MODELING: Soo Line Caboose Redux

The above painting by David Oram captures the feel of the old Soo Line.  Their wooden caboooses were part of the railroads character.

As a followup to the last posting on the Soo caboose that Robert Leners built, I have some additional information to share on the subject.

Robert sent me a picture of the underframe prior to painting.  The AB system is a San Juan kit.  The installation seems to be fairly common for rebuilt wood Soo cabooses. Dennis Storzek pointed out that the needle beam are farther apart compared to the majority of the rebuilt cars.  This was an artifact of the original car’s longer length.

Stu Nelson posted a followup on the Soo History on Groups.io.  He is a retired Soo employee and historian of the railroad.   Here is what Stu posted today:

 A little information on the caboose 99090 and that series.
Haskell & Barker built a series of cabooses in 1909 for the WC.  
WC numbers  WC 152 to WC 201  became renumbered 99056 to 99095.
Believe all were the  design of 4 windows on each side and cupola  closer to one end.
     99090 was built  Feb 23, 1909  as  WC 196.  32 ft 6 in long
Renum  99090  on Nov 29, 1909 
     Further info   Window Curtains inst at  Stevens Point  Dec 1923
        Permanent back-up pipe and whistle,    Steel Center Sill,   Refrigerator inst  Stevens Point  Nov 1927.
         Shatter proof windows inst   Fond du Lac  Dec 1938.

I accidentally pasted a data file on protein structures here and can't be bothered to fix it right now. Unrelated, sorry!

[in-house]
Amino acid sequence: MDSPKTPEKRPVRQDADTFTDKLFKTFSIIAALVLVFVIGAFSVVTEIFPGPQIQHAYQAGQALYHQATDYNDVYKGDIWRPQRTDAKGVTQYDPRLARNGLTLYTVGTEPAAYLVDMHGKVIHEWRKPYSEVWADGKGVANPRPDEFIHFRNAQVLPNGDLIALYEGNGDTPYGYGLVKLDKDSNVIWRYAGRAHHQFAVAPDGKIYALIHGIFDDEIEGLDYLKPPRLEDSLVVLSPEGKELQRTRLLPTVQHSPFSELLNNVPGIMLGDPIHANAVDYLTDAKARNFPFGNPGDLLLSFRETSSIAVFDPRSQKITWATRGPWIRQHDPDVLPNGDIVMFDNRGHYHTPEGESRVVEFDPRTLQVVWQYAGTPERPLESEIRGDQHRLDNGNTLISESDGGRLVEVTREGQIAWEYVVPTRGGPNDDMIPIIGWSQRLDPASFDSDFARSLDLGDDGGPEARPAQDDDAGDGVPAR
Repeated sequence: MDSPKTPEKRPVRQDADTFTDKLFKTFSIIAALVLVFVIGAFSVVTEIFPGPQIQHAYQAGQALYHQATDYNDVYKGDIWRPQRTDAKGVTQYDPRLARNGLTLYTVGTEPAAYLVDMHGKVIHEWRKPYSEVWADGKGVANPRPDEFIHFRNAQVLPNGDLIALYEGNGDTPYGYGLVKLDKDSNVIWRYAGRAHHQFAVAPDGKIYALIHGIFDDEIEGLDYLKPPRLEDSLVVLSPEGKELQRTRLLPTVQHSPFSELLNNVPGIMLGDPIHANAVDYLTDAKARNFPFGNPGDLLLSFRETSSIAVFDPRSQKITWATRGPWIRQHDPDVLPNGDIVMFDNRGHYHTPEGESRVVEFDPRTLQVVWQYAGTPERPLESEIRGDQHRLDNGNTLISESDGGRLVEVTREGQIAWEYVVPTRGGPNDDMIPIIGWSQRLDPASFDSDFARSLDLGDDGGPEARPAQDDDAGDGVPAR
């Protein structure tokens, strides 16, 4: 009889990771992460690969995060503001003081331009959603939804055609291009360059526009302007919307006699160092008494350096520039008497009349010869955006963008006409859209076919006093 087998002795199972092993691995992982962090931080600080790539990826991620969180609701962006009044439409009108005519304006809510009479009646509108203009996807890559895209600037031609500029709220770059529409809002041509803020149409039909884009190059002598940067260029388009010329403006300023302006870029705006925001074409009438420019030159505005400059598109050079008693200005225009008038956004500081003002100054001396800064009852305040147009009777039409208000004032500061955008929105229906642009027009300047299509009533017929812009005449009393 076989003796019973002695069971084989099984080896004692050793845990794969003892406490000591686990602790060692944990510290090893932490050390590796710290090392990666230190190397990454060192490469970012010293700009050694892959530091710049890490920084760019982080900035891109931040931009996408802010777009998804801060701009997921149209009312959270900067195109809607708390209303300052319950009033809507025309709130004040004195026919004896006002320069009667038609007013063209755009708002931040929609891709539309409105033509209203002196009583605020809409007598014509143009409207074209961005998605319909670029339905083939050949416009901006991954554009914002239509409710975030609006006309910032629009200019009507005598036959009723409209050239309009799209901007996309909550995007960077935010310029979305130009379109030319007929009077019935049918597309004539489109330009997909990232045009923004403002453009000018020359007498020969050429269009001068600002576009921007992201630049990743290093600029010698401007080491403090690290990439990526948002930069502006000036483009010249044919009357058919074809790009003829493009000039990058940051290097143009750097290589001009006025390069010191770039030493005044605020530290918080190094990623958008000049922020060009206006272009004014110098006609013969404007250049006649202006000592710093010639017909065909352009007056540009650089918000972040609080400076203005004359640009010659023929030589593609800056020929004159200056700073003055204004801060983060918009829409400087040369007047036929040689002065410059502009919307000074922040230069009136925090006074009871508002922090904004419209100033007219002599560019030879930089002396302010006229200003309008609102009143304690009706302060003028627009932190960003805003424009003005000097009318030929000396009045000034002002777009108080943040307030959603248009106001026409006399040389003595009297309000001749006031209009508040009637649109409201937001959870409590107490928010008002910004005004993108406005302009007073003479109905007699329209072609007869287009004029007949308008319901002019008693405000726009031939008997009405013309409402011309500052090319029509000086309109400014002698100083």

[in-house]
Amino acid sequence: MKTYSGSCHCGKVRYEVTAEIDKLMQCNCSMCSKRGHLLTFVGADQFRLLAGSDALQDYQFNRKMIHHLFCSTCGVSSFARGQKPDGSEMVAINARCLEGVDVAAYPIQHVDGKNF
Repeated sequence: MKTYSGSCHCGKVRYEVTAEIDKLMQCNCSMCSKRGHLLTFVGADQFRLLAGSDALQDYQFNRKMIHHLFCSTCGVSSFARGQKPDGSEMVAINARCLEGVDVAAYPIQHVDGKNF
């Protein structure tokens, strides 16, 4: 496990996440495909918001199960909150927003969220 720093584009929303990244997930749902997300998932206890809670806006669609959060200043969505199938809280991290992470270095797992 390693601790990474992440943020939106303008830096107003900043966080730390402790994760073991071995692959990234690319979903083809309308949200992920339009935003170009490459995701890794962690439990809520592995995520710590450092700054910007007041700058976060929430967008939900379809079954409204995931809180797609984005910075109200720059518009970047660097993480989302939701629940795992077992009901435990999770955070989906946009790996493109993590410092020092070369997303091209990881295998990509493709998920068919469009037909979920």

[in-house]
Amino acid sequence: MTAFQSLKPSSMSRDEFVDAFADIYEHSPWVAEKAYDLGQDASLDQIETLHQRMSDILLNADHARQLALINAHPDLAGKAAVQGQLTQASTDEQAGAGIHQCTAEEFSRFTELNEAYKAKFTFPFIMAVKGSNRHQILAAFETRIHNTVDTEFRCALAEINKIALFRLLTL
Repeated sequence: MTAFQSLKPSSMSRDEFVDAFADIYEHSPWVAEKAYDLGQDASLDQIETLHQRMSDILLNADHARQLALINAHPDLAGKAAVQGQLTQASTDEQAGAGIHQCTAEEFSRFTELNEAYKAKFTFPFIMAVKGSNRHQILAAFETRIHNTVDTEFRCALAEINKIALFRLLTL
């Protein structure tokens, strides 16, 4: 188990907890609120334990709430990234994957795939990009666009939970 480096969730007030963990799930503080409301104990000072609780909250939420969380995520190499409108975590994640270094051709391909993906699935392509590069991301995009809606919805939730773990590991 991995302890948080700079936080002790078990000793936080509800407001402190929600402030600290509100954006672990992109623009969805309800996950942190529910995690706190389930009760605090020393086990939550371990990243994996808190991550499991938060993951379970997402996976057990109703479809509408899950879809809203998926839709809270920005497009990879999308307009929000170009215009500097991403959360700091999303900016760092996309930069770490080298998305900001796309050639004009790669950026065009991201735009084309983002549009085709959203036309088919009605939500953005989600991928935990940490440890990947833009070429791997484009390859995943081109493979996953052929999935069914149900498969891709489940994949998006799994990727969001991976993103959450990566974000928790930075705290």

I believe the major reconstruction of the sides to the 3 window on one side and one on the other
was done during that session at Stevens Point  in 1927.

This is an excellent rundown on the car’s history.

Here is a CAD drawing done by Dennis Storzek.  It shows the general arrangement for rebuilt Soo cars.

That’s all for now

Gene

 

2 thoughts on “MODELING: Soo Line Caboose Redux

  1. You’ll note one oddity of the Soo’s Steel underframe rebuilds; the brake cylinder is right on the longitudinal center line of the car, not to one side of the center sill as was commonly done. This was true of the KC brake equipment applied during the original rebuild, and continued after conversion to AB equipment… In fact the same 8″ x 12″ brake cylinder from the earlier was retained.

    The Soo’s steel underframes used on these cars were very basic; two 10″ channels made the center sill, and the same left and right hand pressings made both crossbearers and bolster webs. The parts were spaced out to match the original bolster and needle beam locations, and the original truss rods were retained. Since there were no steel side sills, when it was time to mount the AB reservoir on these cars with only two truss rods, a heavy steel angle section was fitted between the crossbearers to carry the bracket for one end. Cars with four truss rods typically had room for the reservoir between the inner and outer rods.

    This is a very nice model of these unique cars.

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